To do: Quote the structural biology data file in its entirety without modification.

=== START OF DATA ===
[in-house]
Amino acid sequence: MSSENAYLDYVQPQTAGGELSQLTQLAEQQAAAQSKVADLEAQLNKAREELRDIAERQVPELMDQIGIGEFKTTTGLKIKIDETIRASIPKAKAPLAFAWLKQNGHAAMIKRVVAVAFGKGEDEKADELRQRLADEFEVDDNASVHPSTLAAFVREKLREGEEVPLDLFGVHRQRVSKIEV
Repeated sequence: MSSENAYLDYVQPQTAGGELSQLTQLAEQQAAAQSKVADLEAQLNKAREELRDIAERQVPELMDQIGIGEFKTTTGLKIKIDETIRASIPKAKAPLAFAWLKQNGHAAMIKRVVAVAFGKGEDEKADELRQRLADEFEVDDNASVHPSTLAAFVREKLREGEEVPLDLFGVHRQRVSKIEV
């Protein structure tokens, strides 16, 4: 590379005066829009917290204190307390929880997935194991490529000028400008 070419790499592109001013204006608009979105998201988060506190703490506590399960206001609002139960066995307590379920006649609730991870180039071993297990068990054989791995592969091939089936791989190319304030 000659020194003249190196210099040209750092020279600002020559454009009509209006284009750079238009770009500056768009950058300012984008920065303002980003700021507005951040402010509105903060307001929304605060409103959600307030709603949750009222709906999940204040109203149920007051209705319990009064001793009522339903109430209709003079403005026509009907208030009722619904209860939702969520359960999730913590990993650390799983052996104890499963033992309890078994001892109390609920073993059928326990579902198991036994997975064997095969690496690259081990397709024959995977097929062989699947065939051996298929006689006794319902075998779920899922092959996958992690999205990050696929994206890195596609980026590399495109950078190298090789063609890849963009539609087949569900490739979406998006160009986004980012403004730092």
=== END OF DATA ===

[in-house]
Amino acid sequence: MSSENAYLDYVQPQTAGGELSQLTQLAEQQAAAQSKVADLEAQLNKAREELRDIAERQVPELMDQIGIGEFKTTTGLKIKIDETIRASIPKAKAPLAFAWLKQNGHAAMIKRVVAVAFGKGEDEKADELRQRLADEFEVDDNASVHPSTLAAFVREKLREGEEVPLDLFGVHRQRVSKIEV
Repeated sequence: MSSENAYLDYVQPQTAGGELSQLTQLAEQQAAAQSKVADLEAQLNKAREELRDIAERQVPELMDQIGIGEFKTTTGLKIKIDETIRASIPKAKAPLAFAWLKQNGHAAMIKRVVAVAFGKGEDEKADELRQRLADEFEVDDNASVHPSTLAAFVREKLREGEEVPLDLFGVHRQRVSKIEV
């Protein structure tokens, strides 16, 4: 590379005066829009917290204190307390929880997935194991490529000028400008 070419790499592109001013204006608009979105998201988060506190703490506590399960206001609002139960066995307590379920006649609730991870180039071993297990068990054989791995592969091939089936791989190319304030 000659020194003249190196210099040209750092020279600002020559454009009509209006284009750079238009770009500056768009950058300012984008920065303002980003700021507005951040402010509105903060307001929304605060409103959600307030709603949750009222709906999940204040109203149920007051209705319990009064001793009522339903109430209709003079403005026509009907208030009722619904209860939702969520359960999730913590990993650390799983052996104890499963033992309890078994001892109390609920073993059928326990579902198991036994997975064997095969690496690259081990397709024959995977097929062989699947065939051996298929006689006794319902075998779920899922092959996958992690999205990050696929994206890195596609980026590399495109950078190298090789063609890849963009539609087949569900490739979406998006160009986004980012403004730092």